Fire Note Says: Historical Tumblers’ grand ambitions flash by with punk-like pacing.
Album Review: Twin Library’s bio suggests that you may enjoy them if you also like Guided by Voices, and there are two main reasons I can see for this line of thinking: the band is prolific (having released ten albums in the last six years), and their songs are pretty short. Not that Historical Tumblers is filled with snippets and one-verse songs—these are full-fledged tunes, but at an average length hovering just above the two-minute mark, ten of them go by in less than twenty-four minutes, meaning this album feels more like a long EP than an LP. So is Historical Tumblers economically concise, or is it too short for its own good?
Luckily, it skews toward the former. The band’s hazy mix of reverbed guitars, laid-back vocals, and insistent drum beat is the kind of thing one could stretch out a bit longer, but the songs are probably better off for their brevity—they’re long enough to feel finished without being so long you get sick of them. The band’s sound is comparable to other current acts mining the sounds of 60s and 70s folk-inflected rock (The War on Drugs, The Donkeys, Father John Misty) with a bit of arty post-punk experimentalism thrown in to give the album a more “atmospheric” texture. Fragments of dialogue and other found sounds occasionally emerge from the fog, interspersed between a few of the tracks and making the album feel unified, even if the message that’s being sent through those fragments is just as murky as the guitar tone. Sometimes, despite the short running times, things can get a bit monotonous, like the straightforward groove of “Kick It Apart” or the acoustic strum intro passage on “Cruel Rodeo.” Thankfully, such moments are—like the songs themselves—short lived, and “Cruel Rodeo” does develop into a catchy uptempo number once it gets going. Highlights include opener “The Southpaw Boys,” with its crunchy guitar riff and subtle brass touches, as well as the breezy, late-summer vibe of “Warmer Skeletons” and the punchy, slow-build dynamics of “Right Around the Wrong Time.” Closer “The Strangest House” brings the album to its finish with majestic, descending minor chords and screeches of feedback that fade out about half way through, leaving ghostly, whispering vocals and guitar floating off into the ether.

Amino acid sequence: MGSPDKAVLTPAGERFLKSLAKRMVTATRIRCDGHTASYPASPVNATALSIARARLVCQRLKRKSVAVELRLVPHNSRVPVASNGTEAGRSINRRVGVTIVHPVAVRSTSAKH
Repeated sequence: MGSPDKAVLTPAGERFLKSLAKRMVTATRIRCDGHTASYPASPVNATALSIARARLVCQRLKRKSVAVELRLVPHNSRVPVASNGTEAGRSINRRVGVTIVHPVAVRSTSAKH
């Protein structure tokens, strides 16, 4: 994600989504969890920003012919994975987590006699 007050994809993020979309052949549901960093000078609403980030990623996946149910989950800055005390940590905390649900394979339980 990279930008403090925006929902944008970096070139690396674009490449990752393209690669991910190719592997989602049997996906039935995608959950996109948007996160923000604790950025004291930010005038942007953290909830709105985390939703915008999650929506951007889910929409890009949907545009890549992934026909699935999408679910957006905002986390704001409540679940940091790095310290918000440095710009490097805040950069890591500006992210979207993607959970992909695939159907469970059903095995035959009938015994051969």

Historical Tumblers is ultimately one of those albums that’s hard to pin down—it’s quickly paced and smartly sequenced, and the songs hold together well. At the same time, that quick pace means that things can feel a bit tossed-off, and while most of the tracks feel finished there are times when the album feels like a dry-run compiled from song sketches. Overall, though, it works, and it will be interesting to see how the band approaches their next album—if the past is any indication, we won’t have to wait long to find out.
Key Tracks: “Warmer Skeletons”, “Cruel Rodeo”, “Right Around the Wrong Time”
Artists With Similar Fire: The Donkeys / Chad Vangaalen / Skygreen Leopards
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-Reviewed by Simon Workman